Building the app first (even as a prototype) will teach you valuable lessons regarding obviousness and regarding where the big breakthrough innovation is. Also, to put it in terms of the USPTO examiners, you will prove to yourself that you actually are in possession of the invention (instead of having a grandiose broad-brush idea still with a then-a-miracle-occurs gaping hole in the middle).

TL;DR: Your goal isn't to make all competing pet-walking apps nonexistent; your goal is to make them so inferior that they are able to pick up only crumbs that fell to the floor while you feast on the meal on the main dining table.

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Processes can be patented. The law is "any new and useful process, machine, manufacture, or composition of matter, or any new and useful improvement thereof". A serious of steps is a process so call it a process, do not call it an algorithm. Algorithm has the flavor of something abstract and sets off alarm bells.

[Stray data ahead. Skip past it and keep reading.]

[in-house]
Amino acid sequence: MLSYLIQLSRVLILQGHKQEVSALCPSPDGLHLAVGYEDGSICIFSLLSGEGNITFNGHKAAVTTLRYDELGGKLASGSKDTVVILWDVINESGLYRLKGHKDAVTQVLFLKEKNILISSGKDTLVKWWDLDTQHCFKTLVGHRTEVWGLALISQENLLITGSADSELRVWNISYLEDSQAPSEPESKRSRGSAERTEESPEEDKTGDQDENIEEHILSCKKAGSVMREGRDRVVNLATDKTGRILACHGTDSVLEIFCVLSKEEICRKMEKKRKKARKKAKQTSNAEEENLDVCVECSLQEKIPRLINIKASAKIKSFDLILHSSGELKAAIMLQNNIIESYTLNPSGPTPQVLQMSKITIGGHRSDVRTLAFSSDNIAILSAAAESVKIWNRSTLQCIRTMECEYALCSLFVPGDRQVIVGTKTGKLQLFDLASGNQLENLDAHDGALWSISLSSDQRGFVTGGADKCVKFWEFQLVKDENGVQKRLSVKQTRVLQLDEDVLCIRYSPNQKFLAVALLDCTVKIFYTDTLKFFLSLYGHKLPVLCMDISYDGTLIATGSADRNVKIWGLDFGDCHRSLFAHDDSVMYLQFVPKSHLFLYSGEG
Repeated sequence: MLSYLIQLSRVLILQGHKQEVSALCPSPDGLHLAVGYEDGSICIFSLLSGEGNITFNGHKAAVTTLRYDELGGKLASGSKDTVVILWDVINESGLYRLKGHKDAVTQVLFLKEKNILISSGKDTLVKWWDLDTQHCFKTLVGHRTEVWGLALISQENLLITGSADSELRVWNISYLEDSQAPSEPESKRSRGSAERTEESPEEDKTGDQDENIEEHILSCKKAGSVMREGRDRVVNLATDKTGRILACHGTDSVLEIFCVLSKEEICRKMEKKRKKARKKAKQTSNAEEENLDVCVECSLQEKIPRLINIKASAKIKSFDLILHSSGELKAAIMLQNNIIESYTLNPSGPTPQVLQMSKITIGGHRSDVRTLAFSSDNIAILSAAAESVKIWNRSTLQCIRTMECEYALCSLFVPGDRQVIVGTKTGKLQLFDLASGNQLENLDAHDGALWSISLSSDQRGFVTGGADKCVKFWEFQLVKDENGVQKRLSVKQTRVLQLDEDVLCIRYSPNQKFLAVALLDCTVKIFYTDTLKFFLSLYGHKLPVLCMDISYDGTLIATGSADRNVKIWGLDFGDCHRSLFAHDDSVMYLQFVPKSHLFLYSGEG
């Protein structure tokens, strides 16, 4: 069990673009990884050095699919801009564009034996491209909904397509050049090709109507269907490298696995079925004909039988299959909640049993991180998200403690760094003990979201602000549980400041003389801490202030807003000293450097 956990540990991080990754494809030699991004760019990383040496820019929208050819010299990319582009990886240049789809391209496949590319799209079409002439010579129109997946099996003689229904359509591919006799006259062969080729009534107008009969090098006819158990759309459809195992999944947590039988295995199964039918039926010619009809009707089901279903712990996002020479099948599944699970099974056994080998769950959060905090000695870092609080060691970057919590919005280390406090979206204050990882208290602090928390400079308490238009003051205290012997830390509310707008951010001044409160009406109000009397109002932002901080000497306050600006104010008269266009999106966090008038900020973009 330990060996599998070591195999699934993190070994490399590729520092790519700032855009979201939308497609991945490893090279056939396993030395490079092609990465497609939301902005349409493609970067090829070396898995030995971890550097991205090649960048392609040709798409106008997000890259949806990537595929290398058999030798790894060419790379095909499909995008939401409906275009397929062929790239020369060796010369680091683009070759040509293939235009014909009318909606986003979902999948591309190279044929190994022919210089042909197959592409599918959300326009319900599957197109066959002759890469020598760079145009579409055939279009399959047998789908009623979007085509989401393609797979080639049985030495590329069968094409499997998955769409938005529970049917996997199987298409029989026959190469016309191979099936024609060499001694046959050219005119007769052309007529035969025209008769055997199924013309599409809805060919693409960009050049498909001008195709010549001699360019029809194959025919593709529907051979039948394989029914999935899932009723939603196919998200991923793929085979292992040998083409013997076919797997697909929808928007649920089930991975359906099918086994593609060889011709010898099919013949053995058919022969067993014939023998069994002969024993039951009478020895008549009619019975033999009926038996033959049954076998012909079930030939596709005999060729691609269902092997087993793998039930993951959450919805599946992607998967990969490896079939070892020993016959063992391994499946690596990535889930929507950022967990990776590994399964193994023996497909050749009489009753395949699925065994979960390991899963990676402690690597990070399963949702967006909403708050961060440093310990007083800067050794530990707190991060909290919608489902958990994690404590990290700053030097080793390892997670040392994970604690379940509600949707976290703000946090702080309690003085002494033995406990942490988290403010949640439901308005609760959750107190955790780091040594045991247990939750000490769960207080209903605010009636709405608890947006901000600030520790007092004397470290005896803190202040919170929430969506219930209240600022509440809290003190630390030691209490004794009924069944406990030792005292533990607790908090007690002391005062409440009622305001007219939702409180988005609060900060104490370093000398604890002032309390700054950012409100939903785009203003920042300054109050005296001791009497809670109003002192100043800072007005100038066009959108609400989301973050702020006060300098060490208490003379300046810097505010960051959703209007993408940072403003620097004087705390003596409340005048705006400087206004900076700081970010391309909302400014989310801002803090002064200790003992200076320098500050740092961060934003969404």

Also - there is nothing about external visibility that affects the patenting process. You may have business reasons for protecting some steps that are visible or are visible. Invisible steps can also be protected as trade secrets.

You can't patent an algorithm for converting a BCD value in a computer into a 2's compliment equivalent. It is abstract and doesn't do anything.

The courts have gotten to calling all kinds of things abstract and unpatenteable that were clearly patentable a few years ago. To get your invention through the system might be impossible, easy or only possible with skilled drafting.

If you get a patent, yes, it will allow you to try to use the courts to stop others from infringing on your granted claims - that is he whole point of a patent.

What if they just modify it a little bit?

To infringe a patent claim one must do each and every step in the claim (or a very close functional equivalent); so you need to try to get a claim allowed on the steps that really make your solution superior and define those steps a broadly as possible while not being indefinite or overlapping prior art.

Do I need to build the app first?

The patent office stopped requiring prototype models in the 1800's. A prototype is not needed for patentablity but a clear vision of how it works is needed.

For business reasons it might be advisable to prototype and beta test it with users to get feedback to improve it and maybe change the aspects you decide to patent. Beware that distributing it without an NDA from each user will break novelty. In the U.S. that gives you a year to file and in most of the rest of the world precludes you from ever filing.